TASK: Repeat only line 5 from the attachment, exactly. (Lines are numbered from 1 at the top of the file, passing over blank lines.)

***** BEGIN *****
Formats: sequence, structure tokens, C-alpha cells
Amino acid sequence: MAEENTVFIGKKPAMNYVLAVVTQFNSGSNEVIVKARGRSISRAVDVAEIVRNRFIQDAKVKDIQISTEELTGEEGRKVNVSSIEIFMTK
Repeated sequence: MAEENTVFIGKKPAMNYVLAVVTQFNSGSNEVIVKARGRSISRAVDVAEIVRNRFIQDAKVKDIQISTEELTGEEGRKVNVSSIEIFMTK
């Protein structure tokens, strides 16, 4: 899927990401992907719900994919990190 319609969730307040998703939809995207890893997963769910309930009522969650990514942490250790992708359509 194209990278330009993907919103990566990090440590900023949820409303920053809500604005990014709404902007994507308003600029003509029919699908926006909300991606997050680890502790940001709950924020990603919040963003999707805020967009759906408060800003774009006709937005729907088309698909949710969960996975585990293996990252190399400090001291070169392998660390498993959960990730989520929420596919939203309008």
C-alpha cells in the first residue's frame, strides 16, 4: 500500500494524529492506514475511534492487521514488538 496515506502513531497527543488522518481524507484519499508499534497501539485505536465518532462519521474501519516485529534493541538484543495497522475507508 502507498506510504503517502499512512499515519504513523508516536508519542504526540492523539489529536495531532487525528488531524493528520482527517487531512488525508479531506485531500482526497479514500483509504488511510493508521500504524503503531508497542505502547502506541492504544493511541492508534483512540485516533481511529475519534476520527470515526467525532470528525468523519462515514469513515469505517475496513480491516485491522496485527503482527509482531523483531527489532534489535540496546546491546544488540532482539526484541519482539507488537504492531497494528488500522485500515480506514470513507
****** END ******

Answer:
C-alpha cells in the first residue's frame, strides 16, 4: 500500500494524529492506514475511534492487521514488538 496515506502513531497527543488522518481524507484519499508499534497501539485505536465518532462519521474501519516485529534493541538484543495497522475507508 502507498506510504503517502499512512499515519504513523508516536508519542504526540492523539489529536495531532487525528488531524493528520482527517487531512488525508479531506485531500482526497479514500483509504488511510493508521500504524503503531508497542505502547502506541492504544493511541492508534483512540485516533481511529475519534476520527470515526467525532470528525468523519462515514469513515469505517475496513480491516485491522496485527503482527509482531523483531527489532534489535540496546546491546544488540532482539526484541519482539507488537504492531497494528488500522485500515480506514470513507